H3+: Unveiling the key polyatomic ion of interstellar chemistry
In the chemistry of interstellar clouds, the three-atomic hydrogen ion plays a key role. In these reactions, also simple organic molecules form. Although H3+ is the simplest polyatomic molecular ion, its vibrational spectrum at high excitations to date has been neither experimentally precisely known nor theoretically understood. Precise measurements at the Max Planck Institute for Nuclear Physics in Heidelberg now provided the decisive hints on how to dramatically improve the quantum theoretical calculations. (Physical Review Letters 108, 023002 (2012))
Within a molecule, the binding cloud allocates stable positions to the atomic nuclei and determines the frequencies at which they can oscillate around these positions. Ground and overtone frequencies of these vibrations give a fingerprint of the molecular structure and reveal how the electron cloud can resist to deformations of the molecule. The frequencies of very weak high-overtone oscillations must be measured to understand the molecular forces at large deformations. Even for the most basic neutral molecule H2, experiments and quantum calculations needed long time to reach precise agreement; this was reached about three decades ago.
Adding another proton to H2 yields H3+, the simplest polyatomic ion. With just the single additional proton added, challenges rise enormously, both for measuring the weak high-overtone vibration frequencies and for accurately calculating them by quantum theory. Although H3+ is an abundant and chemically very active molecular ion in interstellar space, it can be produced in the laboratory only under extremely dilute conditions, mostly in plasmas. Moreover, in the plasma environment where H3+ ions mostly occur, their temperatures are very high and lead to an essentially impenetrable forest of possible frequencies at which vibrations of these ions can be excited. Finally, only undeformed cold H3+ has a highly symmetrical triangular shape, while all types of asymmetric triangular and even linear shapes occur if it is strongly deformed.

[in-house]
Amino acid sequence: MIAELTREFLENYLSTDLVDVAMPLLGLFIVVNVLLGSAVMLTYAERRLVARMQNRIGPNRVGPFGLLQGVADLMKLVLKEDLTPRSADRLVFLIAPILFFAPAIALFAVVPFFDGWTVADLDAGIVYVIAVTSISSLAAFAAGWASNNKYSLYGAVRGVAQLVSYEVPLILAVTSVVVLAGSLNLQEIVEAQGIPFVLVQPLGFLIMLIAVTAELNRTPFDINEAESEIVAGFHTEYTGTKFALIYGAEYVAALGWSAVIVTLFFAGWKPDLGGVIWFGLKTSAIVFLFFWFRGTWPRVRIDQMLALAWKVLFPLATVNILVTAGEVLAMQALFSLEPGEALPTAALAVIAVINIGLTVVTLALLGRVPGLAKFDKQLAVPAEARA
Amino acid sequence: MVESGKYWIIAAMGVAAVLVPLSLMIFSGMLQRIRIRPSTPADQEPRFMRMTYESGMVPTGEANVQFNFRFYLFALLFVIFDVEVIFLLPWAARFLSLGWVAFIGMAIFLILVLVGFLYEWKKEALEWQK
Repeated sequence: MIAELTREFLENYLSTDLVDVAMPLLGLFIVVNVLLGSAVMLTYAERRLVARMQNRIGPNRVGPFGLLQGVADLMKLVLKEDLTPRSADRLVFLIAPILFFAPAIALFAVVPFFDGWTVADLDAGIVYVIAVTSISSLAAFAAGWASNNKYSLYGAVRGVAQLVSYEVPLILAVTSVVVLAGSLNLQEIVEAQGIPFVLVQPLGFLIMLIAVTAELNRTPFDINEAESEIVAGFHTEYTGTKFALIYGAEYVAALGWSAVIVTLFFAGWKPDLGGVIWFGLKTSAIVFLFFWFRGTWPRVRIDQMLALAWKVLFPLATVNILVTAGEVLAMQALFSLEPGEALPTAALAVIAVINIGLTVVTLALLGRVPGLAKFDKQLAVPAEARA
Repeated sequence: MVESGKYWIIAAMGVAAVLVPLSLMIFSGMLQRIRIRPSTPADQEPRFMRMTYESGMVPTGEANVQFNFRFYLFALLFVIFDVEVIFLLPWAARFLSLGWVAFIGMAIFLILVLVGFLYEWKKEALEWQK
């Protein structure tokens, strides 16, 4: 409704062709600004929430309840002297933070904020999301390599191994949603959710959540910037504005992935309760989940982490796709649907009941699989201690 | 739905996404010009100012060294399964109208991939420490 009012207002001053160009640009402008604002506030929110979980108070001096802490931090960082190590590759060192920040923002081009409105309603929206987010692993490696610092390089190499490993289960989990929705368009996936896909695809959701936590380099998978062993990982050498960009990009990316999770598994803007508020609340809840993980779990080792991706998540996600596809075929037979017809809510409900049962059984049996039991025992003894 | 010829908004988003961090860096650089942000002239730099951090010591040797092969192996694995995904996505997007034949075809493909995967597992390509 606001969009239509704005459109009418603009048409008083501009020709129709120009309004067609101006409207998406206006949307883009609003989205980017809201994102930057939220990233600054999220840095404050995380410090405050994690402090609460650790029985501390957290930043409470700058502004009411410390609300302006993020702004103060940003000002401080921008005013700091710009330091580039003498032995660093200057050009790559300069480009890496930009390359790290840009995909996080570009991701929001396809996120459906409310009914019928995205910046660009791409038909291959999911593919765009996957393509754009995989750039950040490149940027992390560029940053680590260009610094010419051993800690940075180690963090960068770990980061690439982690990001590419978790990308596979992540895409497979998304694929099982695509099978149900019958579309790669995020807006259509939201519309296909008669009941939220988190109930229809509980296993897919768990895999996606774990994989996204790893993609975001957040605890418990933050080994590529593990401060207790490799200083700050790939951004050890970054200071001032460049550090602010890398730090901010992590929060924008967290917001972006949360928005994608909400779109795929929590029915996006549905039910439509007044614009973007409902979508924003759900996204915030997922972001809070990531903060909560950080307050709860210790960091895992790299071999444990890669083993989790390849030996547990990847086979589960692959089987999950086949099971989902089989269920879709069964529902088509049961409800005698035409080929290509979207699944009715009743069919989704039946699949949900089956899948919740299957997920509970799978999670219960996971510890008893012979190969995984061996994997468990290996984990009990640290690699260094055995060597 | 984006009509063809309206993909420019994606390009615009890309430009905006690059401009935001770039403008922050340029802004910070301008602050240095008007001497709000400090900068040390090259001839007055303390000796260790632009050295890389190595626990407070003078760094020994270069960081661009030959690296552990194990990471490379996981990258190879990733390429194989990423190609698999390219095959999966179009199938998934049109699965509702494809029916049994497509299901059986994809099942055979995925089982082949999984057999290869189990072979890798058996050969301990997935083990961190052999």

These challenges were successfully met by a recent experiment at a cryogenic buffer gas ion trap at the MPIK, where since some years H3+ ions can be cooled down to only -210 °C for precise laser spectroscopy. In the new experiments, visible light was employed to put the ions into vibration instead of the infrared radiation used earlier, and vibrations up to the eighth overtone - extremely weak resonances - could be excited. After long searches in large intervals around inaccurately predicted transition frequencies, the scientists for the first time could find overtone excitation lines extending far into the visible spectral range.
The new precisely measured overtone frequencies gave decisive hints to an international group of molecular theorists on how to dramatically improve their first-principles quantum calculations of this fundamental triatomic molecule. The new measurements and quantum calculations now for the first time show precise agreement between each other up to strong deformations for a polyatomic molecule, similar to that obtained for the diatomic hydrogen molecule H2 about thirty years ago.